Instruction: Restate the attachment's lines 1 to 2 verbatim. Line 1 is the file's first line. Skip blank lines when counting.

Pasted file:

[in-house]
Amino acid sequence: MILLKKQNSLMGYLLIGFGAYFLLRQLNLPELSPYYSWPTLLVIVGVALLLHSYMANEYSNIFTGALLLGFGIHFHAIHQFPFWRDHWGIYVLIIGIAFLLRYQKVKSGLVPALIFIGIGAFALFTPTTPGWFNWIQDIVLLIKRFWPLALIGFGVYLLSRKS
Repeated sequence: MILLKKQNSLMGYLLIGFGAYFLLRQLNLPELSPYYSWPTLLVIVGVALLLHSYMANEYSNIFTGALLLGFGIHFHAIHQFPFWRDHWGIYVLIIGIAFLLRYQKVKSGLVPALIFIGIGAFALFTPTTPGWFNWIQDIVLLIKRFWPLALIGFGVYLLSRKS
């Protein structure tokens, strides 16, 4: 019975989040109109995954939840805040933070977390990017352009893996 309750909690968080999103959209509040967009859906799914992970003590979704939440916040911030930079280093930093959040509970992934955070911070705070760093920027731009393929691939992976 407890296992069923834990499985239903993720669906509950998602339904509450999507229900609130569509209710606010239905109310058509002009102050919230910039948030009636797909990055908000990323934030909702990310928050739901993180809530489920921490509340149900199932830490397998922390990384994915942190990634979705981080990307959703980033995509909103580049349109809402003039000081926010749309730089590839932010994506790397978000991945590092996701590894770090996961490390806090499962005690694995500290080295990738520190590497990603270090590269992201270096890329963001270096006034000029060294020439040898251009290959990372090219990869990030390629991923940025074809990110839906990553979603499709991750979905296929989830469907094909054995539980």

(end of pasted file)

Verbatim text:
[in-house]
Amino acid sequence: MILLKKQNSLMGYLLIGFGAYFLLRQLNLPELSPYYSWPTLLVIVGVALLLHSYMANEYSNIFTGALLLGFGIHFHAIHQFPFWRDHWGIYVLIIGIAFLLRYQKVKSGLVPALIFIGIGAFALFTPTTPGWFNWIQDIVLLIKRFWPLALIGFGVYLLSRKS